2015 Center for Medical Counter Measures Against Radiation (CMCR) Overview

The University of Pittsburgh, Center for Medical Counter Measures Against Radiation began its 11th year on September 1, 2015. There are multiple changes and revisions to the operations of the Pitt CMCR, and also the CMCR Program.

Please consult web section: Center Coordinating Core (CCC), Joel S. Greenberger, M.D., Principal Investigator, and please note the section on application for pilot projects and drug development funding opportunities in the announcement for the Opportunities Fund Management Core (OFMC), Sally Amundson, Ph.D., Principal Investigator (Columbia University CMCR).

The CMCR program was created in 2005 to increase collaborative efforts between academic institutions working to develop new medical technology for defense of the public. Growing terrorist threats have highlighted gaps in research and development of medical countermeasures for protection of the US civilian population against radiation. Few products are currently available for mitigation of radiation injury, for treatment of post-exposure injury, or for the rapid identification of exposed individuals requiring treatment.

There are four projects in the Pitt CMCR (Fig 1) managed by four principal investigators: Joel S. Greenberger, M.D., Valerian Kagan, Ph.D., Hulya Bayir, M.D., and Jian Yu, Ph.D. These four projects are supported by six scientific cores of operations including innovative chemistry (Drs. P. Wipf and D. Stoyanovsky), lipidomics (Dr. Y. Tyurina), computational pharmacology modeling of the interaction of different radiation mitigators (Dr. I. Bahar), Radiobiology (Dr. M. Epperly), imaging radiation pathology (Dr. S. Watkins), and statistical evaluations (Dr. H. Wang). The Pitt CMCR continues its focus on research topics related to the past 10 years of investigations on “mitochondrial mechanisms of radiation mitigation”; however, research efforts have expanded into multiple mechanisms of irradiation damage and repair, and the identification and development of new molecular targets for design and discovery of new radiation mitigators (Fig 2).

The overarching goal of the Pitt CMCR is to explore and identify the new pathways through which lipid mediators are involved in the progression of radiation disease. This will be achieved by the employment of contemporary lipidomics and redox lipidomics. New areas include research on: lipid mediator/cytokine regulation of inflammatory responses and immune cells (particularly, neutrophils) in their interactions with intestinal microbiota activated by disrupted intestinal epithelial barrier (Project 2, Valerian Kagan, Ph.D., Principal Investigator) and triggering programmed cell death mechanisms, including necroptosis and ferroptosis (Project 3, Hulya Bayir, M.D., Principal Investigator). Additionally, there is a new focus on the role of the intestinal stem cells and differentiated intestinal crypt cells in maintaining and restoring intestinal integrity after total body irradiation (Project 4, Jian Yu, Ph.D., Principal Investigator). Overall idea of multi-stage therapy of “radiation disease” by optimized combinations/cocktails of multi-targeted drugs will be explored by Project 1 (Joel S. Greenberger, M.D., Principal Investigator).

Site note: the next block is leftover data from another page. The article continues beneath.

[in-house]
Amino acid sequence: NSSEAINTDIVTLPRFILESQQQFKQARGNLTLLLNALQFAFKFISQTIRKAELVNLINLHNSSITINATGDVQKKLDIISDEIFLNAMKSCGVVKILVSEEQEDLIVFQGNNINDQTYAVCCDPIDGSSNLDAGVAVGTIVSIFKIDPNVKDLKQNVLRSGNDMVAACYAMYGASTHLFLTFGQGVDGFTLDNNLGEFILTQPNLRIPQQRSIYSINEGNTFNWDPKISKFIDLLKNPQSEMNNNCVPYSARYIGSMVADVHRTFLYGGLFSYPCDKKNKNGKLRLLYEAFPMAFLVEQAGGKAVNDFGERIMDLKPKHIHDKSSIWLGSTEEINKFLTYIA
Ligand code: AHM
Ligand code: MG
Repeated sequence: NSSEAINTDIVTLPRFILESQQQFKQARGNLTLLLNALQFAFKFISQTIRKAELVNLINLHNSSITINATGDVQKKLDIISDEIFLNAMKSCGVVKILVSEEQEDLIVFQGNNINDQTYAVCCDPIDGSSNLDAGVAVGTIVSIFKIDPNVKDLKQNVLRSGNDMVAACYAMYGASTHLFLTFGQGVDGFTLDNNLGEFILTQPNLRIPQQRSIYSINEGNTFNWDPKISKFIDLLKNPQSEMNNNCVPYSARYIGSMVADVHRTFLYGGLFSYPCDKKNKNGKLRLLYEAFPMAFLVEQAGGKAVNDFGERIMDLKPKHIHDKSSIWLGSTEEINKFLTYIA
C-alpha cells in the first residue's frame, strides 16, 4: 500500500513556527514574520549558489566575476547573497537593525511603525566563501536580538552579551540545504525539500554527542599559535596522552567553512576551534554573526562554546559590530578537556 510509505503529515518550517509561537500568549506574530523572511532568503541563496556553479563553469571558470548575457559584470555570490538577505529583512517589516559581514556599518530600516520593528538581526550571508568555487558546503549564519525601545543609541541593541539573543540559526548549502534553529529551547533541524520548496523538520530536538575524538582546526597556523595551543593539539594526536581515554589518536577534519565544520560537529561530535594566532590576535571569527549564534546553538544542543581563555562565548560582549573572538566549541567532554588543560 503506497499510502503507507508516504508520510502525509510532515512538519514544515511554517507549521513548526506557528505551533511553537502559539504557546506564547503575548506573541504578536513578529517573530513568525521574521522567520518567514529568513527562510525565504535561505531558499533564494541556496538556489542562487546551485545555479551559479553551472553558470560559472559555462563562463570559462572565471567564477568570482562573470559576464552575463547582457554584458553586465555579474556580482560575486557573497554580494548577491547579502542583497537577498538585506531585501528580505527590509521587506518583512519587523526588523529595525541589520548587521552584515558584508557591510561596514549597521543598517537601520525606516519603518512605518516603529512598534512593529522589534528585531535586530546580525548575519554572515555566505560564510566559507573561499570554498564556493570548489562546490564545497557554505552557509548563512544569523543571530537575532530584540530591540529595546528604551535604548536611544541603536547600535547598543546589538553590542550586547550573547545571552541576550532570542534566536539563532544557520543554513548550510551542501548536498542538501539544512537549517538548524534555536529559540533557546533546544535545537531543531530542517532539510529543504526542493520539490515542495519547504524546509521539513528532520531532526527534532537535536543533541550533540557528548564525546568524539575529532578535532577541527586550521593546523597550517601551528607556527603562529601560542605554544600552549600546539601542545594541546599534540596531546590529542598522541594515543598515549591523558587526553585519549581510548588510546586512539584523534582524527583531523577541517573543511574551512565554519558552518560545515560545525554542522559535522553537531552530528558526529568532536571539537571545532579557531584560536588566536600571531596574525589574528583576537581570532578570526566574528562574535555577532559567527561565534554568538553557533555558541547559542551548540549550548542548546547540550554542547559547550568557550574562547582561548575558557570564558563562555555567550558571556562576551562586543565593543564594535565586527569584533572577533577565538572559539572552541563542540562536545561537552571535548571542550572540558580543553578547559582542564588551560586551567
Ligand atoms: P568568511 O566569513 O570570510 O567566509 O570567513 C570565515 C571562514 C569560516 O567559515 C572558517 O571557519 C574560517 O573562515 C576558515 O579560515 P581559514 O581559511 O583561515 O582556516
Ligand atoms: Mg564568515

The discovery of new radiation mitigators has focused on the interaction of the irradiation damaged intestine with gut bacteria, which if unchecked and un-mitigated can lead to systemic infection, sepsis, and death. Novel 3-dimensional intestinal crypt culture systems (Project 4, Jian Yu, Ph.D.) will be utilized to correlate with in vivo studies in mice to identify the cellular targets for action of new phospholipase inhibitor drugs, which we hypothesize can minimize damage from the migration into crypts of neutrophils. Neutrophils, which are recruited to combat bacterial infection, can cause structural damage in the intestine, which can lead to further damage to tissue structure (Project 2, Valerian Kagan, Ph.D., Principal Investigator) (4).

Mission and Focus of the Pitt CMCR

Building upon research carried out over the past 10 years, several lead small molecule compound drugs are being translated from the drug discovery phase into the drug development phase. Three lead compounds include:

  1. GS-nitroxides, JP4-039 and XJB-5-131 (1)
  2. Water-soluble – DMSO analog, MMS350 (2)
  3. Imidazole-Fatty Acids (6)

New potential small molecule radiation mitigators have been shown to be effective in increasing survival in total body irradiated mice when delivered 24 hrs. or later after irradiation include: Necrostatin-1, Varespladib (Fig. 2) (3), Mito-Ebselen, Imidizole-Fatty Acids (6), and R-Bel (3).

Pilot Project Collaborations with the Pitt CMCR